You’ve proven your product or service in the marketplace and you have a steady customer base. So, what’s next? Are you ready to take the next step and scale up your business? It’s a daunting but exciting prospect for any business leader. There are many changes that you’ll need to manage as you transition from a start-up to a scale-up business, and marketing is just one of them. What got you to where you are now won’t always get you to where you want to go next.
Know What You’re Aiming For
Are the business objectives you previously defined still the right ones? As you scale up, are they still ambitious enough? Get together the key players in your business for an objective-setting session. You may find it useful to use the OGSM model framework to give your session focus and structure. Start with your objective – this should be your overall vision for the business. It should be exciting not just to you, but to your team, and it should scare you a little bit! For example:
‘To be the number one veterinary centre in Oxford by 2027’
Your goals should then be the stepping stones to help you achieve that objective, broken down over the relevant time period.
Know Your Ideal Customers
Before you can agree on the strategies and measures that will help you achieve your objective and goals, you need to be really clear on who you’re targeting. If you’re targeting the wrong people then you will fail to increase sales and leads. Who you’re targeting may have changed as you move from a start-up to a scale-up so it’s crucial you spend time as a team defining your ideal customer profiles. Once you know who your ideal customers are and what’s important to them, then you can build customer understanding and clear marketing plans to reach them.
To identify who your ideal customers are, consider the following questions:
- What problems do you solve for your customers?
- What needs do your customers have?
If you know what your ideal customers’ emotional triggers are, you can shape how you communicate with them to strengthen your business’ sales and leads. Your value proposition and key messaging will become much clearer if you know who you’re talking to.
Define Your Brand
As you move from a start-up to a scale-up, and into a more competitive marketplace, a well-defined brand that distinguishes your business from your competitors and connects with your ideal customers is essential. Brand isn’t just about your logo and colour palette; it’s how your business is perceived across all platforms and mediums, from visuals to messaging.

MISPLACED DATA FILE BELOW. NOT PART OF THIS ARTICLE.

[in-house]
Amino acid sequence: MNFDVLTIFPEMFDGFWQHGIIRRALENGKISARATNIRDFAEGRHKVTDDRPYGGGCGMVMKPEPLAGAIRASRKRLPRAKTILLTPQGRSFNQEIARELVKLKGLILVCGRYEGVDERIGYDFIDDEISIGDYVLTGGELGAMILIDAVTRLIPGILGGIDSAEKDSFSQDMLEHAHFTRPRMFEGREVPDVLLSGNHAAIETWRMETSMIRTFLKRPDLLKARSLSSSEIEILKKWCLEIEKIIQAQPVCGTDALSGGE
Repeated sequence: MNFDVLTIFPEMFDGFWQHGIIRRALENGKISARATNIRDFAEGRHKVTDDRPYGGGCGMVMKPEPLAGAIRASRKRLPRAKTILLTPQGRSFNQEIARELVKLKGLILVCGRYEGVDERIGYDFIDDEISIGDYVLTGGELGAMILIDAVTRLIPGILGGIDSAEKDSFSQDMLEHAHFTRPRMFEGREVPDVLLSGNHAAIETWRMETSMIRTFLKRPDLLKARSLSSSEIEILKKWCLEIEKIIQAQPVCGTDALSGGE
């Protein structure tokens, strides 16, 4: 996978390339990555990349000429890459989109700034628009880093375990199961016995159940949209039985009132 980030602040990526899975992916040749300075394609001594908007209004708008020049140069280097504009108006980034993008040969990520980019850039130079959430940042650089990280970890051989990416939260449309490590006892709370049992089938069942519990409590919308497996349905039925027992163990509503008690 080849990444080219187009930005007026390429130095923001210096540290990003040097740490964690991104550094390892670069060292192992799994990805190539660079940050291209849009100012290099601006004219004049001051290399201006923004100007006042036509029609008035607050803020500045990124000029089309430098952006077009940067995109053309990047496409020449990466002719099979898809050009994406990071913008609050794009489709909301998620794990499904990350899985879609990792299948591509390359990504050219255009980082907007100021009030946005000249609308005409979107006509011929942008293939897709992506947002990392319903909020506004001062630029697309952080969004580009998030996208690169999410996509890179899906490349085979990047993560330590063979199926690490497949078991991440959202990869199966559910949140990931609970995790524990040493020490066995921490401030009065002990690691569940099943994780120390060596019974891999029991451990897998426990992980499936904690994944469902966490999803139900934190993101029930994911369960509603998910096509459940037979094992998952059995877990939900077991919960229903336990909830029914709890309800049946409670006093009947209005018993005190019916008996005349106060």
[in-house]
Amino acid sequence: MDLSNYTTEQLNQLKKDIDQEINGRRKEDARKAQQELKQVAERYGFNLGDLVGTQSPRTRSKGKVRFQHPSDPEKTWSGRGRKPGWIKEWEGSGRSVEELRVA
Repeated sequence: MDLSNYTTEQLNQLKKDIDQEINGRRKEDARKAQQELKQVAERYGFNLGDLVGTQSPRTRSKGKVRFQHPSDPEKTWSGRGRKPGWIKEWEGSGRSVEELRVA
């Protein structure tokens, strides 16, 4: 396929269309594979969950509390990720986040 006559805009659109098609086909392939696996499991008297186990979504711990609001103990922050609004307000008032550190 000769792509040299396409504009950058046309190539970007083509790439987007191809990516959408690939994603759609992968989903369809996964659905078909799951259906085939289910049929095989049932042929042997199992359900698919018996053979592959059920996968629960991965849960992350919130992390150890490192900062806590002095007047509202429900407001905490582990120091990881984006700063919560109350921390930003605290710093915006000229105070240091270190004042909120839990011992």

When defining your brand, you’ll need to consider:
- Your ideal customer profiles
- Your business values and vision
- Your value proposition
- Your key messages
You may wish to work with a partner to help you develop a visual identity that reflects who you are. You should expect a branding partner to help you to develop a visual identity that can be implemented across all platforms and collateral, plus a comprehensive style guide and detailed brand book so that everyone in your business knows exactly how your brand should be represented visually and communicated through tone of voice, unique vocabulary, values, and key messages. As you scale up, consistent brand implementation is more crucial than ever to demonstrate professionalism. Discover more about the different elements of branding. Alternatively, get inspired by The Voiceover Gallery’s rebrand.
You’re clear on who your customers are and what you should be saying to them, but how do you reach them and most importantly, how do you increase sales and leads so your business can continue to grow? The strategies and measures sections on your OGSM should detail the methods to achieve your objective and goals, and how you’ll measure success.
Let’s work through an example.
- Objective: To be the number one veterinary centre in Oxford by 2027
- Goal 1: To achieve revenue of £1m by 2022/23
In order to achieve this goal, generating leads and sales is clearly crucial. Consider the marketing tactics that will have the biggest impact on leads and sales in both the short-term and the long-term. For example, a PPC campaign may bring some quicker results, while you’re more likely to reap the benefits of a complementary SEO strategy in the future. Other tactics you may consider include:
- Social media
- Case studies and testimonials
- Content marketing, such as blogs and videos
- Email marketing campaigns
For each tactic, ask ‘How will my audience respond to this?’ and ‘How will I measure its success in line with my overall objective?’ Other than the obvious success measures of sales and leads, metrics may include:
- Brand mentions through coverage in agreed publications
- Backlinks generated
- Customer referrals
- SEO position on key phrases
- Website traffic
- Search volume
- Search engine ranking
- Social media engagement and following
- Open and click rate of emails
- Customer retention
Now is also the time to consider whether you have the skills to successfully deploy these tactics already within the business or if you’ll need to partner with an expert to help you achieve success. Visit our Digital Marketing Services page to learn more about the different activities you need to consider.
Don’t be afraid to get it wrong. You may find some assumptions you made about your ideal customers are wrong and more research is needed. Test and measure on a small scale initially to avoid losing time and money. Ensure you have clear metrics in place for each tactic and a good reporting system so you know what you’re doing well and where improvement is needed.
Want to learn more about how Digital Glue can help you scale up your marketing? Get in touch with the team to discuss your next breakthrough.